When to Keep Your Child Home from School

January 16, 2017

Many people think knowing when to keep your child home from school is a no-brainer. However, making the right decision is a bit more complex than it initially appears – especially when keeping your child home means finding a babysitter or taking a day off from work. Sometimes symptoms of illness that seem like they could be serious before bedtime have cleared up by the time the morning rolls around. Other times, you confidently send your child off to school thinking that there’s nothing to be concerned about only to get a call from the school nurse around mid-morning. How can you tell when to keep your child home from school?

Are They Contagious?

Many parents share the same dread when they drop their toddler off at preschool and notice another child with a red nose and a box of tissues clutched in their hands. Kids often get sick much more routinely than adults because their immune systems aren’t as strong and they’re exposed to a lot of other children every day.

In an effort to prevent the spread of sickness, you may think it’s safest to keep your child home from school. However, people are actually the most contagious a day or two before they begin to display symptoms. So, if your little one is sneezing and coughing from a cold, they may not actually be contagious anymore. With a little cold medicine, they could be fine to go to school.

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It’s also not always easy to tell what is contagious and what isn’t. For example, a rash could be an allergic reaction to food, and therefore not contagious, or it could be the beginning of chickenpox, which is very contagious. Uncertainties can be redirected to both your pediatrician or the school itself.

Use your best judgment. If your child just has a cold, but their activity level and mood remains the same, send them to school. If they’re suffering from something more serious, like whooping cough or bronchitis, then it’s wise to keep them home. Generally speaking, if your child has been on antibiotics for at least 24 hours, they may be able to return to school.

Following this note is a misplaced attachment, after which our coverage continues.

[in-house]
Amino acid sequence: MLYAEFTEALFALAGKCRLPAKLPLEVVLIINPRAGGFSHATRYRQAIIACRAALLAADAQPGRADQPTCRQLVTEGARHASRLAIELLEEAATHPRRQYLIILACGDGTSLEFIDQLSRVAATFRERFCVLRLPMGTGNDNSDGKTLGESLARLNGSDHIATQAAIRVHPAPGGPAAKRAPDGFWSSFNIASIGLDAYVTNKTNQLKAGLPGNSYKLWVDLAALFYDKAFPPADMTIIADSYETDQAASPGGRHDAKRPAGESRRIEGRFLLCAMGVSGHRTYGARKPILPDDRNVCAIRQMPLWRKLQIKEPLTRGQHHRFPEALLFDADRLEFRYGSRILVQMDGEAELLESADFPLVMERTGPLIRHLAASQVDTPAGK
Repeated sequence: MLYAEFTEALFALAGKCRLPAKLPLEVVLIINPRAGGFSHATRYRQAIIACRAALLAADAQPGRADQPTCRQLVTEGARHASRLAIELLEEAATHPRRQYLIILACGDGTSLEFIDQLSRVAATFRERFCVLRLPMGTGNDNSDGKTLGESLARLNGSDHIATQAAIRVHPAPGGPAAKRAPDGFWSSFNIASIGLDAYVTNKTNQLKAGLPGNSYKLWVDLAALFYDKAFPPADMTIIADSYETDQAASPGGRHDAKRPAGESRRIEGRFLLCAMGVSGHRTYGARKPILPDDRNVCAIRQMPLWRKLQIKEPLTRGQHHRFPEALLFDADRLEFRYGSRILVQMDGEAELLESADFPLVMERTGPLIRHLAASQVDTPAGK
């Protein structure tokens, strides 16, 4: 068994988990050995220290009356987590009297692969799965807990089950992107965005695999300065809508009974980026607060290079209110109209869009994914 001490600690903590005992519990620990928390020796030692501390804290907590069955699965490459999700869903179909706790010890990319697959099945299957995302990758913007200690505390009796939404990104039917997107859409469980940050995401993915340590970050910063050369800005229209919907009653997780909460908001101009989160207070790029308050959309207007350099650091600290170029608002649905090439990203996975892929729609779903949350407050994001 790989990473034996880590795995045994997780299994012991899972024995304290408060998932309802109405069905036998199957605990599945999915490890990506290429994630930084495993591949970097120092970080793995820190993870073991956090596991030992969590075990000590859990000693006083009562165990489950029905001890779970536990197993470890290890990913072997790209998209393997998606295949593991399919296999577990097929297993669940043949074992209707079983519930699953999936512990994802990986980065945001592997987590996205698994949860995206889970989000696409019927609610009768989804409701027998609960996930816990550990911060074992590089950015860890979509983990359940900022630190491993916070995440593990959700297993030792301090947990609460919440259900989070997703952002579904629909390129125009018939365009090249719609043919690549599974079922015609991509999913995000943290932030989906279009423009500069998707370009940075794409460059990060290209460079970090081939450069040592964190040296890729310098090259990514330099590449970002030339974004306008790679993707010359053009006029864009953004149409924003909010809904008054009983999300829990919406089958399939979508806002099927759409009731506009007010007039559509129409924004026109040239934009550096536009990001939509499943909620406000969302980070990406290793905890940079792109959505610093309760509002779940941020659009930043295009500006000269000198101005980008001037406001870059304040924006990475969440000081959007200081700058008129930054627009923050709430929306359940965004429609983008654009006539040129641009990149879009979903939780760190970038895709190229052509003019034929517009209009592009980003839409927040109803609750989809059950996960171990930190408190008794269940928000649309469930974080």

What Are They Like At Home?

Taking note of your little one’s behavior at home is usually a good barometer to judge how they’re truly feeling. A sore throat and case of the sniffles could make for a mucusy mess, but if they haven’t slowed your toddler down at home and their appetite is the same then they’re probably well enough to go to school. A child that claims to feel sick but displays no dip in energy, appetite, or alertness could also be trying to pull one over on you.

However, if your child is lethargic, clingy, moody, or just generally not acting like themselves while also displaying symptoms of illness, you may want to consider keeping them home. A child who’s normally very happy and active that’s suddenly irritable, lethargic, and groggy could be an indication of something being wrong. You know your toddler better than anyone, so trust your gut.

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Look For Serious Signs

Of course, there several signs of illness that generally indicate something more serious, such as nausea, vomiting, chills, fever, and diarrhea. These symptoms could be cause for a trip to the doctor, depending on the severity. If your daughter felt a little fluish before bedtime but woke up feeling fine with no temperature and her regular appetite, she may be alright to send to school. But a consistent fever coupled with chills, achiness, and nausea are definite signs that your little one is ill and should be kept home from school.

Ask When to Keep Your Child Home from School

If you’re unsure when to keep your child home from school, you can always reach out to your pediatrician. It’s always best to follow the advice of a medical professional when you’re uncertain.

In addition, you can also call your child’s preschool. Schools generally have a written illness policy that they follow. For instance, many schools will encourage parents to keep children home if they’re displaying symptoms of pink eye, strep throat, chickenpox, or respiratory illnesses like whooping cough or bronchitis. In addition, schools will sometimes insist a child should return no sooner than either 24 hours after a fever has broken naturally, or 24 hours after being on antibiotics. However, policies may vary. If you’re ever unclear about when to keep your child home from school, it never hurts to ask.

Home Away from Home Academy is a private preschool centrally located on the border between Aberdeen and Holmdel, NJ. We’ve been leaders in early childhood education for decades. To learn more about our policies and procedures, you can check out our Admissions Policy or get in touch with us with any questions you may have.

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